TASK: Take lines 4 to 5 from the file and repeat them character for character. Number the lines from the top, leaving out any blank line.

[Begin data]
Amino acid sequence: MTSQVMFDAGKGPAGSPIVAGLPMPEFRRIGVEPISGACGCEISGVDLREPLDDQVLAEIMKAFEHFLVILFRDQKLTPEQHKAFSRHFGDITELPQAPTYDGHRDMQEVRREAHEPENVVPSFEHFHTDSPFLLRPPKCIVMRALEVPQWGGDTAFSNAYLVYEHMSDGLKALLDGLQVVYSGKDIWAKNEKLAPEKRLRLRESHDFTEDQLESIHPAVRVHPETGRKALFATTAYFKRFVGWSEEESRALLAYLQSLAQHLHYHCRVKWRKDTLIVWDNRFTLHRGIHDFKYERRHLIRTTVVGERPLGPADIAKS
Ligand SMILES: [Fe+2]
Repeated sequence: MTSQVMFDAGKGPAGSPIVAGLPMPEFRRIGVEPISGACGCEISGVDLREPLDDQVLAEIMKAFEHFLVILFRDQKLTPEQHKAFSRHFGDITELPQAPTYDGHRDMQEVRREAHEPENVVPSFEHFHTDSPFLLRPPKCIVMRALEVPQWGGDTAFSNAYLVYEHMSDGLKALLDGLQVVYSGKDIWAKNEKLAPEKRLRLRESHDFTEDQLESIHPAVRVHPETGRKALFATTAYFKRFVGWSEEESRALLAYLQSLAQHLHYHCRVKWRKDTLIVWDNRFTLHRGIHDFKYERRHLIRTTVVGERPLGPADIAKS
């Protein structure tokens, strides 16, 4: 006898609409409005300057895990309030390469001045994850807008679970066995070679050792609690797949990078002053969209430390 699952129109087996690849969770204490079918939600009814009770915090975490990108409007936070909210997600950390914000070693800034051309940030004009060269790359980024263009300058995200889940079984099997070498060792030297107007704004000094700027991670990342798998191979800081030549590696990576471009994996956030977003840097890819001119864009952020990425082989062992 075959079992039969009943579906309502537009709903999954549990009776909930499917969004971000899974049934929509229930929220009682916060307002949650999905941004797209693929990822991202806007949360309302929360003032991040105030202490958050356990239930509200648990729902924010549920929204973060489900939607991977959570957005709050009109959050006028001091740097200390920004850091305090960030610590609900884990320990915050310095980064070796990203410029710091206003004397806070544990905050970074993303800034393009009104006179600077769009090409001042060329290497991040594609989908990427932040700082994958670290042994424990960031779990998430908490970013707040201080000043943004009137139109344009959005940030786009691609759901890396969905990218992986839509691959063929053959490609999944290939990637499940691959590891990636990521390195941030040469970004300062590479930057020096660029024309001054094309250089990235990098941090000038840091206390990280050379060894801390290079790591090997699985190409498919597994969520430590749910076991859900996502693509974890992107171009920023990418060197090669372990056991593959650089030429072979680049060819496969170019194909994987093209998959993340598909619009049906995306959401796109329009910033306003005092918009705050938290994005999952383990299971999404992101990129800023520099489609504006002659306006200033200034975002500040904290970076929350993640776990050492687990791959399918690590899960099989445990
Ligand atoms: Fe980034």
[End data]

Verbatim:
């Protein structure tokens, strides 16, 4: 006898609409409005300057895990309030390469001045994850807008679970066995070679050792609690797949990078002053969209430390 699952129109087996690849969770204490079918939600009814009770915090975490990108409007936070909210997600950390914000070693800034051309940030004009060269790359980024263009300058995200889940079984099997070498060792030297107007704004000094700027991670990342798998191979800081030549590696990576471009994996956030977003840097890819001119864009952020990425082989062992 075959079992039969009943579906309502537009709903999954549990009776909930499917969004971000899974049934929509229930929220009682916060307002949650999905941004797209693929990822991202806007949360309302929360003032991040105030202490958050356990239930509200648990729902924010549920929204973060489900939607991977959570957005709050009109959050006028001091740097200390920004850091305090960030610590609900884990320990915050310095980064070796990203410029710091206003004397806070544990905050970074993303800034393009009104006179600077769009090409001042060329290497991040594609989908990427932040700082994958670290042994424990960031779990998430908490970013707040201080000043943004009137139109344009959005940030786009691609759901890396969905990218992986839509691959063929053959490609999944290939990637499940691959590891990636990521390195941030040469970004300062590479930057020096660029024309001054094309250089990235990098941090000038840091206390990280050379060894801390290079790591090997699985190409498919597994969520430590749910076991859900996502693509974890992107171009920023990418060197090669372990056991593959650089030429072979680049060819496969170019194909994987093209998959993340598909619009049906995306959401796109329009910033306003005092918009705050938290994005999952383990299971999404992101990129800023520099489609504006002659306006200033200034975002500040904290970076929350993640776990050492687990791959399918690590899960099989445990
Ligand atoms: Fe980034």